Nature planning to visit the Esplanade with rain, the Landmarks Orchestra concert will seek shelter in Jordan Hall tonight.
Boston Landmarks Orchestra begins its 19th season ( and 13th on the Hatch Shell) by commemorating the 50th anniversary of Apollo landing on the surface of the moon. In partnership with the Museum of Science, under the guidance of Wayne Bouchard, the Museum’s Interim President and CEO, and Danielle Khoury LeBlanc, Director of the Museum of Science’s Charles Hayden Planetarium, Wednesday’s program explores many aspects of the Apollo mission, space travel, and the wonders of the universe through the following works: John Adams’s Short Ride in a Fast Machine, Leroy Anderson’s Summer Skies, Richard Strauss’s Thus Spake Zarathustra, Joaquín Rodrigo’s In Search of the Beyond, John Williams’s Close Encounters of the Third Kind, and Philip Glass’s Icarus at the Edge of Time (excerpt).
Charles Wilcox, the Planetarium’s AV Producer, Jason Fletcher, Associate Producer, Wade Sylvester, Special Effects Producer, and the staff of the Planetarium have created original video work, synchronized to the orchestra’s live performance. They have adapted material from the Planetarium’s full-dome science shows: Undiscovered Worlds; Moons: Worlds of Mystery; Dream to Discovery: Inside NASA; and Destination Mars: The New Frontier. They have also used material from the Planetarium’s extensive collection of entertainment programs featuring live musicians, entertainers, and albums by Beyoncé, David Bowie, Prince, and others.
In 1969, the moon landing stood as both an achievement and a symbol. Even today there is a diversity of opinions about what exactly those were, and whether the costly undertaking was worth it. Certainly, the mission brought tremendous benefits, including the furthering of scientific research, the development of new technologies and materials, improvements to computing systems, and the training of a new generation of scientists.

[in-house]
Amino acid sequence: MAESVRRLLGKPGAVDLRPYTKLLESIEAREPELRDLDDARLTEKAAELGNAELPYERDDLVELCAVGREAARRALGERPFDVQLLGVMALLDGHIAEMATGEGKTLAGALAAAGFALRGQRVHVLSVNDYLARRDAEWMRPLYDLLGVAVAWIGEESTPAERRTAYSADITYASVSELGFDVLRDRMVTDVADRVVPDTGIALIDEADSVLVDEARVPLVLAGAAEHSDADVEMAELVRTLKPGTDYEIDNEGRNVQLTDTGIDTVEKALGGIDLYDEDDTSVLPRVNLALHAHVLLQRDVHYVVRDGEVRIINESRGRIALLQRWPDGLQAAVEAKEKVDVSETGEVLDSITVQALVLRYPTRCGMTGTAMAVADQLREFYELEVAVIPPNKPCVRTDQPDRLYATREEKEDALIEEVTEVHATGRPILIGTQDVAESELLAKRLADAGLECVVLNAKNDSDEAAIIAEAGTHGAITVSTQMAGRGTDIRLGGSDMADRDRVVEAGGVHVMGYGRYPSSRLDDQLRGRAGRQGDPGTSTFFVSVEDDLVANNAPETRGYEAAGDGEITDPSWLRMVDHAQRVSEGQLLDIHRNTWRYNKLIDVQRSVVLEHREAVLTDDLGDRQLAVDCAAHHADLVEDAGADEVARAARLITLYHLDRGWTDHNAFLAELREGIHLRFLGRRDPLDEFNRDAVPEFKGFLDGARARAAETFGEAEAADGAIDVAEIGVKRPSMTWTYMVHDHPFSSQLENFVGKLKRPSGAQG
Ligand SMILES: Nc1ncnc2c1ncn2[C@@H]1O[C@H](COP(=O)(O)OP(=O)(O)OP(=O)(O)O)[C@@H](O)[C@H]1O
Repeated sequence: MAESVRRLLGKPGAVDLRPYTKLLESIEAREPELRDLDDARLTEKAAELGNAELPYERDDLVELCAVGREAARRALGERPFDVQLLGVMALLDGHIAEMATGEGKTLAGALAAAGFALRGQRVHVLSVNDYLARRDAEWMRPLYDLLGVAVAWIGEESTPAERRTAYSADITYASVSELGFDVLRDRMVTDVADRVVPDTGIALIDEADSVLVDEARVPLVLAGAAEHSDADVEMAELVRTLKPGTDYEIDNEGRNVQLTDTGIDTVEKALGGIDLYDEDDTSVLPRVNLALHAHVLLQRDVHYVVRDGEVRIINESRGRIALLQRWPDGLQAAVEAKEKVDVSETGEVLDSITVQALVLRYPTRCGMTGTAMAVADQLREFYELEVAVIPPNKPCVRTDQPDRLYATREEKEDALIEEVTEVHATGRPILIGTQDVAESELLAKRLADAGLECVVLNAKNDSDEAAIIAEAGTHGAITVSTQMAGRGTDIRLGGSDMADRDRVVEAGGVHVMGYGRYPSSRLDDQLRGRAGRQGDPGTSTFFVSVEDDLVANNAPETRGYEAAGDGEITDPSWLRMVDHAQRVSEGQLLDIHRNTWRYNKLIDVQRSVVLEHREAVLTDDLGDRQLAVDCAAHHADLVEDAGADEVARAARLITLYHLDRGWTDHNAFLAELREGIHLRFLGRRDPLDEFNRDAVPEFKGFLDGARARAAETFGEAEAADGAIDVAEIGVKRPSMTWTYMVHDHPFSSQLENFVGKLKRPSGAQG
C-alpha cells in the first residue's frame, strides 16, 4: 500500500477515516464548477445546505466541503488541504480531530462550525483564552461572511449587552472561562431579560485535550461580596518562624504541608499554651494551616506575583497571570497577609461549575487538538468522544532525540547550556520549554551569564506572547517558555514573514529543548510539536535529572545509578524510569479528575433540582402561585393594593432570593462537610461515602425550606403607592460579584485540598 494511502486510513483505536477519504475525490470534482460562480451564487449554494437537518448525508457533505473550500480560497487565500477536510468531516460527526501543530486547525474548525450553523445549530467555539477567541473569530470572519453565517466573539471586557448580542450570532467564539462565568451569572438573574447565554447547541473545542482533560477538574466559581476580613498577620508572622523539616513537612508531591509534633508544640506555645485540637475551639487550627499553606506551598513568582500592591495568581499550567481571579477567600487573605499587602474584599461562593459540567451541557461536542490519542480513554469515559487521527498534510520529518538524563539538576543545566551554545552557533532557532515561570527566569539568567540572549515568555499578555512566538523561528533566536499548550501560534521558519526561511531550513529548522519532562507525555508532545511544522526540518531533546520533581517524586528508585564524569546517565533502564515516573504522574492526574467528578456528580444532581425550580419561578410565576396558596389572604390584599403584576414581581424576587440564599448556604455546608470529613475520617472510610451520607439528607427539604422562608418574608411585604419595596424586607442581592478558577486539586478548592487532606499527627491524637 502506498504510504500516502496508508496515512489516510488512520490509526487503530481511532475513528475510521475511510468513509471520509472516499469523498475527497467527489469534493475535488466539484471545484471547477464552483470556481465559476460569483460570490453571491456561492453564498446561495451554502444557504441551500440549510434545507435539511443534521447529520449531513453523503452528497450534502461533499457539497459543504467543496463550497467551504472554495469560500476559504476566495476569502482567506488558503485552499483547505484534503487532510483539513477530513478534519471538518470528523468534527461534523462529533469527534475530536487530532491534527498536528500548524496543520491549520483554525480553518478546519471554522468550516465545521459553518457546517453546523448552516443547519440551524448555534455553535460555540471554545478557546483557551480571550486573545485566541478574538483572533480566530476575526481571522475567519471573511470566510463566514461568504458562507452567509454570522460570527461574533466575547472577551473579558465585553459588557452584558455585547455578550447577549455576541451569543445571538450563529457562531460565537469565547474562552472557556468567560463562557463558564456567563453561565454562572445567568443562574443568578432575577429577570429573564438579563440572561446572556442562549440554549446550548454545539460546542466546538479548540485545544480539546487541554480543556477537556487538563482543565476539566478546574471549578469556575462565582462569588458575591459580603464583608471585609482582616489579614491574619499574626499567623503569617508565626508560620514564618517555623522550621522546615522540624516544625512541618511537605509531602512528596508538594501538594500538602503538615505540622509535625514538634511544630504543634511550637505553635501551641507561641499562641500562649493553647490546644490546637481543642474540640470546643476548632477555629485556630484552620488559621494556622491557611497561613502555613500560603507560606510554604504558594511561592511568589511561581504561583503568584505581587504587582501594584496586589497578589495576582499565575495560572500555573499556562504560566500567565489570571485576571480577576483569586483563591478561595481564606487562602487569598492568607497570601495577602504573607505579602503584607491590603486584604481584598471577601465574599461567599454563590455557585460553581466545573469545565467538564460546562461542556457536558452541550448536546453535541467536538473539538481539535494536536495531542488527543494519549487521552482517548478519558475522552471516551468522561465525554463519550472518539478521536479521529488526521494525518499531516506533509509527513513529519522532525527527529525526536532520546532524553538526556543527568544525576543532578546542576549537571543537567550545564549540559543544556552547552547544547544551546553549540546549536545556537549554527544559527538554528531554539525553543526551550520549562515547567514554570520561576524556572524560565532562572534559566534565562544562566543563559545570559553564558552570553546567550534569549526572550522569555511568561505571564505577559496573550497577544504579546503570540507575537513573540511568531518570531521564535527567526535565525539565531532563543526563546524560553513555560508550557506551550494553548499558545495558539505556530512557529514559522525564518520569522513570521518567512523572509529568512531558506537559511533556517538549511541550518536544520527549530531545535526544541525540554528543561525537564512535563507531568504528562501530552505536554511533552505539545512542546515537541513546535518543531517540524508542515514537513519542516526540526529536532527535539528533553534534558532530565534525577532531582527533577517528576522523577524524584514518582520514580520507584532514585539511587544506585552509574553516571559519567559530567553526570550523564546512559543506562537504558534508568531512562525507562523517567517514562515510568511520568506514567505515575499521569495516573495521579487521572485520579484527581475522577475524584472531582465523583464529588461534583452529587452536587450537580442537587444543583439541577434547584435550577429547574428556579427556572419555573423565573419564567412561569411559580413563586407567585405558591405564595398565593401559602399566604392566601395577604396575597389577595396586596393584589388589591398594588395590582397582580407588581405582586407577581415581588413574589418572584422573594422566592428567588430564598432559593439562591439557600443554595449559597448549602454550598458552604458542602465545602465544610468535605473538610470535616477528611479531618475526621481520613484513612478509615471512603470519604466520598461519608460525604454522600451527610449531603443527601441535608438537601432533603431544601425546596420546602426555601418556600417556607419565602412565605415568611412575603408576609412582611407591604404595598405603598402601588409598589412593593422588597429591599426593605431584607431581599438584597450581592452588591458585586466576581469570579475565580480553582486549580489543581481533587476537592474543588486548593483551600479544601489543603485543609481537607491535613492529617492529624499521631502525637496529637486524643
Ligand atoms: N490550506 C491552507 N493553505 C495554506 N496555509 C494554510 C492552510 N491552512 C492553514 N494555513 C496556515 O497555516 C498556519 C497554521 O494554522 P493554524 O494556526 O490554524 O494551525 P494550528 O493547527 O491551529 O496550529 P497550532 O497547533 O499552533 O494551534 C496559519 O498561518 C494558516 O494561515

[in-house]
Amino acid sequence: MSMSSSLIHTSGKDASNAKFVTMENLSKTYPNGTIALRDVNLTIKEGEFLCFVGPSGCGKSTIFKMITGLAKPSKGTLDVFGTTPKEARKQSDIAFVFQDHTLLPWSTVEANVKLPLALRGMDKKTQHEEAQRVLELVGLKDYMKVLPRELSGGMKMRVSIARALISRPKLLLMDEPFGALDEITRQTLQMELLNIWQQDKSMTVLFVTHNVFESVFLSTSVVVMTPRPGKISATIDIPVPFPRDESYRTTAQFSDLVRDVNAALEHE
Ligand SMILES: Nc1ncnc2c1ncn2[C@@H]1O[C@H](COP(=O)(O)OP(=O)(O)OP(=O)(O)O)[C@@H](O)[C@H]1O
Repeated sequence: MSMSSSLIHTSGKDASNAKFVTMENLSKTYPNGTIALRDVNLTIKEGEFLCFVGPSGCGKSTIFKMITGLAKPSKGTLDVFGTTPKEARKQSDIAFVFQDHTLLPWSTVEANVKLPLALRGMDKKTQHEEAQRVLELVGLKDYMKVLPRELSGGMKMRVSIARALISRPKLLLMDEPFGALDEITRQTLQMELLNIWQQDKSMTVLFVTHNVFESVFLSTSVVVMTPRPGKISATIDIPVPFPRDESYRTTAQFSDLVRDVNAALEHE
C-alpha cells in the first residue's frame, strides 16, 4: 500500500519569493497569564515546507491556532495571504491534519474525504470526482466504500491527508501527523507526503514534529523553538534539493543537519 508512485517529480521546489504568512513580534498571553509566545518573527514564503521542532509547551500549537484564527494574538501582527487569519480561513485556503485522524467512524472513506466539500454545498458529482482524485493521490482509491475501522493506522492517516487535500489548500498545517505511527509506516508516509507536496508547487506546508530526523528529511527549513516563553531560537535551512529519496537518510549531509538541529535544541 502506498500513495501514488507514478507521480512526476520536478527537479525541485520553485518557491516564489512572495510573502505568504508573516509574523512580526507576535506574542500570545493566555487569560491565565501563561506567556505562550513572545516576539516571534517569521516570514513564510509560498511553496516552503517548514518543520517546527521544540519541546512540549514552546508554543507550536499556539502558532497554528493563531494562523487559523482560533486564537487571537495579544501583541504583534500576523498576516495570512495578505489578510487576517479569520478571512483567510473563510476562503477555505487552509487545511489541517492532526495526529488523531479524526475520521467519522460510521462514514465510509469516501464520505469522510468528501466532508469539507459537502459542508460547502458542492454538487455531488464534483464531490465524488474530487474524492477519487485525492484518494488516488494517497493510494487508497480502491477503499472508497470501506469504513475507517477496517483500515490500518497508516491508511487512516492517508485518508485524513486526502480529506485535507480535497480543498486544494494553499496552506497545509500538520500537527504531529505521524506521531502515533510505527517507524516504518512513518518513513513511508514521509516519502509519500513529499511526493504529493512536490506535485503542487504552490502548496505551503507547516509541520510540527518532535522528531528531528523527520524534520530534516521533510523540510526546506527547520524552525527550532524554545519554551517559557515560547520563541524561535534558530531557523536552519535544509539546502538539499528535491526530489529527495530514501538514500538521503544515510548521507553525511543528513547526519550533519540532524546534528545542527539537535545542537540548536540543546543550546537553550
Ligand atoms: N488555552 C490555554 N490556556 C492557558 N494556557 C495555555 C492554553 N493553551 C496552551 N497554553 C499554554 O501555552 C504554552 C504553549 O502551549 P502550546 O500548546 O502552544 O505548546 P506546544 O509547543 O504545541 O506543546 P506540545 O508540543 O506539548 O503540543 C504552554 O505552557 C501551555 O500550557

To many, the most profound consequences of reaching the moon were the changes it brought to the collective human psyche. For one thing, the Apollo mission dealt a critical blow to the phrase, “it can’t be done.” It also had a transformative effect on our awareness of ourselves. “Earthrise,” the photograph taken by William Anders during Apollo 8 while in lunar orbit, changed forever how we view our planet. “The most influential environmental photograph ever taken,” is how nature photographer Galen Rowell described it. On the 50th anniversary of taking that photograph, Anders said, “We set out to explore the moon and instead discovered the Earth.”
“The lasting legacy of the voyage to the moon,” Jill Lepore opines in a recent piece in the New York Times, “lies in the wonder of discovery, the joy of knowledge, not the gee-whizzery of machinery but the wisdom of beauty and the power of humility.” Wonder, joy, beauty, humility. These are the qualities we explore tonight.
John Adams’ Short Ride in a Fast Machine was composed for a launch of a different sort: the inaugural concert of the Great Woods Center for the Performing Arts on June 13, 1986, in Mansfield, MA. It is a shot of musical adrenaline. Brash, brightly colored rhythmic cells dart across the orchestra in a minimalist style typical of Adams’ writing at that time. According to Michael Steinberg, the work uses “a harmonic language with an emphasis on consonance unlike anything in Western art music in the last five hundred years.” Commenting on the title, Adams once said, “You know how it is when someone asks you to ride in a terrific sports car, and then you wish you hadn’t?”